Apollon Development

Google CTF ⁠— Enter Space-Time Coordinates

As this is my first article regarding CTF on this blog, let's have a short foreword on what CTF is

"Capture The Flag" (CTF) competitions (in the cybersecurity sense) are not related to running outdoors or playing first-person shooters. Instead, they consist of a set of computer security puzzles (or challenges) involving reverse-engineering, memory corruption, cryptography, web technologies, and more. When players solve them they get a "flag," a secret string which can be exchanged for points. The more points a team earns, the higher up it moves in rank.

(source: https://buildyourfuture.withgoogle.com/events/ctf/)

Challenge #1 Enter Space-Time Coordinates

The challenge gives me a file to download plus an input box to enter the flag. I can instantly see that it's a ZIP archive that contains two files log.txt and rand2

~/DEV/googleCTF/beginner_01 file 00c2a73eec8abb4afb9c3ef3a161b64b451446910535bfc0cc81c2b04aa132ed 00c2a73eec8abb4afb9c3ef3a161b64b451446910535bfc0cc81c2b04aa132ed: Zip archive data, at least v2.0 to extract   ~/DEV/googleCTF/beginner_01 7z x 00c2a73eec8abb4afb9c3ef3a161b64b451446910535bfc0cc81c2b04aa132ed   7-Zip [64] 16.02 : Copyright (c) 1999-2016 Igor Pavlov : 2016-05-21 Extracting archive: 00c2a73eec8abb4afb9c3ef3a161b64b451446910535bfc0cc81c2b04aa132ed ... Files: 2 ...   ~/DEV/googleCTF/beginner_01 l total 28K drwxr-xr-x 5 retard staff 160 Jun 23 12:55 . drwxr-xr-x 3 retard staff 96 Jun 23 12:52 .. -rw-r--r-- 1 retard staff 9.1K Jun 22 12:36 00c2a73eec8abb4afb9c3ef3a161b64b451446910535bfc0cc81c2b04aa132ed -rw-r--r-- 1 retard staff 247 Jun 22 12:36 log.txt -rw-r--r-- 1 retard staff 8.6K Jun 22 12:36 rand2

File analysis

Quick look at the files shows that log.txt is just a plain text file that contains sample output from rand2. The latter is an x86-64 ELF  which I won't be able to run on my OS thus I'll need help of a VM.

~/DEV/googleCTF/beginner_01 file rand2 rand2: ELF 64-bit LSB shared object, x86-64, version 1 (SYSV), dynamically linked, interpreter /lib64/ld-linux-x86-64.so.2, for GNU/Linux 3.2.0, BuildID[sha1]=0208fc60863053462fb733436cef1ed23cb6c78f, not stripped

Being fast

I know that flags have CTF{<string>} format so I try to strip it out from the binary

~/DEV/googleCTF/beginner_01 strings rand2 | grep CTF Arrived at the flag. Congrats, your flag is: CTF{welcome_to_googlectf}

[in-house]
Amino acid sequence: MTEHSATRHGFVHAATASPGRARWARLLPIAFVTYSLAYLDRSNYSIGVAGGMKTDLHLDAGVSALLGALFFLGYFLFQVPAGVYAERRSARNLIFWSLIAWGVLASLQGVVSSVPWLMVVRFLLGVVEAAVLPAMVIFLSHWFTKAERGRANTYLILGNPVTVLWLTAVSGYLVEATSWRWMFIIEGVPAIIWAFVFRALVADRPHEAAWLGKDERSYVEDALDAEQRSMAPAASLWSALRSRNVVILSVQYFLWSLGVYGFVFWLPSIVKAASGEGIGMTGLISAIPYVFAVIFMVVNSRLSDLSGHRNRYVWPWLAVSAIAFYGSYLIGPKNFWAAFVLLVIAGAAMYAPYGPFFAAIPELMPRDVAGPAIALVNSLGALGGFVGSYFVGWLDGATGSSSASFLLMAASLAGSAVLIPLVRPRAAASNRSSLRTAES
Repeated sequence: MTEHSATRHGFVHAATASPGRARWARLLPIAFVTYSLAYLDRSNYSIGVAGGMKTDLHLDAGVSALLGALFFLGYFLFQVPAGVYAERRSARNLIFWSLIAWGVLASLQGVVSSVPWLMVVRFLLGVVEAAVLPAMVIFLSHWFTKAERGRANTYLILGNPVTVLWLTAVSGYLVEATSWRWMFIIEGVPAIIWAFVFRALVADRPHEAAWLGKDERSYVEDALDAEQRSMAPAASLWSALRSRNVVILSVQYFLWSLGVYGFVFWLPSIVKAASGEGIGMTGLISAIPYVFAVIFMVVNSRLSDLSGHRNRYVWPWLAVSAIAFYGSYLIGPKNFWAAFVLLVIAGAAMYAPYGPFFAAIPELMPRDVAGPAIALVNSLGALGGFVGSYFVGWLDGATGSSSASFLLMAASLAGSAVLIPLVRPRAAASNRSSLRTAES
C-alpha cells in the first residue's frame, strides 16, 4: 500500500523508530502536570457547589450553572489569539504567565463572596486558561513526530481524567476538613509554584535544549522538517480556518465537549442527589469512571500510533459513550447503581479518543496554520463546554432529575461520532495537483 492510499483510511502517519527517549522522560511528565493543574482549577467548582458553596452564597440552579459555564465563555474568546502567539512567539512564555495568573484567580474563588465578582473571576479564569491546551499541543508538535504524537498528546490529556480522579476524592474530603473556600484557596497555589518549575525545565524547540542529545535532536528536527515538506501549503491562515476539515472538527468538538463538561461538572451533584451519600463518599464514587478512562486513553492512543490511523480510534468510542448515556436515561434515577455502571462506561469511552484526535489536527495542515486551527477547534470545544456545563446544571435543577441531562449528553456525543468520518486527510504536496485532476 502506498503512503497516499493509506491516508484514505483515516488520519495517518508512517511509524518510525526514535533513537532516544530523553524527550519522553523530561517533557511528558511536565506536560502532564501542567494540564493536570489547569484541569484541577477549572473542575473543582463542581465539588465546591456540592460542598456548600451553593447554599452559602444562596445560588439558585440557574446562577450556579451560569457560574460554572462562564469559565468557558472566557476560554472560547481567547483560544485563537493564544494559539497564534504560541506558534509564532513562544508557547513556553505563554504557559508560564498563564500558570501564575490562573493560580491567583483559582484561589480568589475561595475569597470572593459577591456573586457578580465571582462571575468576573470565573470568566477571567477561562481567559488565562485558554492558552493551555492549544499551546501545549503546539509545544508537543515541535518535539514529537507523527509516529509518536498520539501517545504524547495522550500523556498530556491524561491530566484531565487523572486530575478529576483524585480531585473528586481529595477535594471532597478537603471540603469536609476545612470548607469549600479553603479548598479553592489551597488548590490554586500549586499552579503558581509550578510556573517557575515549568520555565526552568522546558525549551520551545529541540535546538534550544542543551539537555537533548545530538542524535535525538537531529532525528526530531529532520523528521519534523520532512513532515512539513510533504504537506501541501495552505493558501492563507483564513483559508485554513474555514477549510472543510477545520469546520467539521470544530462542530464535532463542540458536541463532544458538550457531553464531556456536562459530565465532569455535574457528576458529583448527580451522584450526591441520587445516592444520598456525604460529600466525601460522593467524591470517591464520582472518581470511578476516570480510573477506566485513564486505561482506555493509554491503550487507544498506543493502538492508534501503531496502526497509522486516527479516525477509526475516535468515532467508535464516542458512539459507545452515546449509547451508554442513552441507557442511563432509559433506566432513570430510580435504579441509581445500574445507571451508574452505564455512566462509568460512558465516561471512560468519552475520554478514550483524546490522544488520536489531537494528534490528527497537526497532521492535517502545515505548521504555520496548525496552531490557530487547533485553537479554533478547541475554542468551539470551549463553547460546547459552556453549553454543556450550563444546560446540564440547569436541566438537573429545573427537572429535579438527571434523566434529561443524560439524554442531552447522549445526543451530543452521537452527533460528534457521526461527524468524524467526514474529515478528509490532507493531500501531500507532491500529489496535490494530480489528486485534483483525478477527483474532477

which returns the correct flag.

This isn't over — the exciting part

This article extends its content by analysing the executable and attempting to retrieve the flag using the "legit" way.

Running the binary

[10:49:01][mike@ringo.do][~]$ ./rand2 Travel coordinator 0: AC+79 3888 - 216962008568460, 147040004211149 1: Pliamas Sos - 67729623095916, 263977973375261 2: Ophiuchus - 223228825802917, 3615573480879 3: Pax Memor -ne4456 Hi Pro - 138298806623793, 23337201455323 4: Camion Gyrin - 211234283428212, 183565730161491 5: CTF - <REDACTED>   Enter your destination's x coordinate: >>> 1 Enter your destination's y coordinate: >>> 2 Arrived somewhere, but not where the flag is. Sorry, try again.

The program expects me to input two coordinates and then prints failure message followed by termination.

By running the program again I can see that the coordinates for destinations labeled 0-4 have changed. And so they do every time I run it, thus I assume that correct x/y coordinates, that I'm supposed to input, are also different each time I run the application.

Looking inside the binary

The application is fairly small. Quick look at the functions list shows that there are basically two user defined functions — main and next_destination

~/DEV/googleCTF/beginner_01 r2 -Aq -c "afl" rand2 0x00000710 1 42 entry0 0x00000740 4 50 -> 40 sym.deregister_tm_clones 0x00000780 4 66 -> 57 sym.register_tm_clones 0x000007d0 5 58 -> 51 entry.fini0 0x00000700 1 6 sym..plt.got 0x00000810 1 10 entry.init0 0x00000680 3 23 sym._init 0x00000a60 1 1 sym.__libc_csu_fini 0x00000a64 1 9 sym._fini 0x00000a00 4 93 sym.__libc_csu_init 0x00000872 10 385 main 0x0000081a 1 88 sym.next_destination 0x000006b0 1 6 sym.imp.puts 0x000006c0 1 6 sym.imp.printf 0x00000000 2 25 loc.imp._ITM_deregisterTMCloneTable 0x000006d0 1 6 sym.imp.strcmp 0x000006e0 1 6 sym.imp.time 0x000006f0 1 6 sym.imp.__isoc99_scanf 0x000001a8 1 35 fcn.000001a8 0x0000021a 1 30 fcn.0000021a

Next I'll look for interesting strings. I can see that strings at lines 16 and 17 are fairly close to each other.

~/DEV/googleCTF/beginner_01 r2 -Aq -c "iz" rand2 [Strings] Num Paddr Vaddr Len Size Section Type String 000 0x00000a78 0x00000a78 10 11 (.rodata) ascii AC+79 3888 001 0x00000a83 0x00000a83 11 12 (.rodata) ascii Pliamas Sos 002 0x00000a8f 0x00000a8f 9 10 (.rodata) ascii Ophiuchus 003 0x00000a99 0x00000a99 24 25 (.rodata) ascii Pax Memor -ne4456 Hi Pro 004 0x00000ab2 0x00000ab2 12 13 (.rodata) ascii Camion Gyrin 005 0x00000ac3 0x00000ac3 18 19 (.rodata) ascii Travel coordinator 006 0x00000ad6 0x00000ad6 10 11 (.rodata) ascii %zu: %s - 007 0x00000ae1 0x00000ae1 10 11 (.rodata) ascii <REDACTED> 008 0x00000aec 0x00000aec 9 10 (.rodata) ascii %zu, %zu\n 009 0x00000af8 0x00000af8 44 45 (.rodata) ascii \nEnter your destination's x coordinate:\n>>> 010 0x00000b30 0x00000b30 43 44 (.rodata) ascii Enter your destination's y coordinate:\n>>> 011 0x00000b60 0x00000b60 70 71 (.rodata) ascii Arrived at the flag. Congrats, your flag is: CTF{welcome_to_googlectf} 012 0x00000ba8 0x00000ba8 63 64 (.rodata) ascii Arrived somewhere, but not where the flag is. Sorry, try again.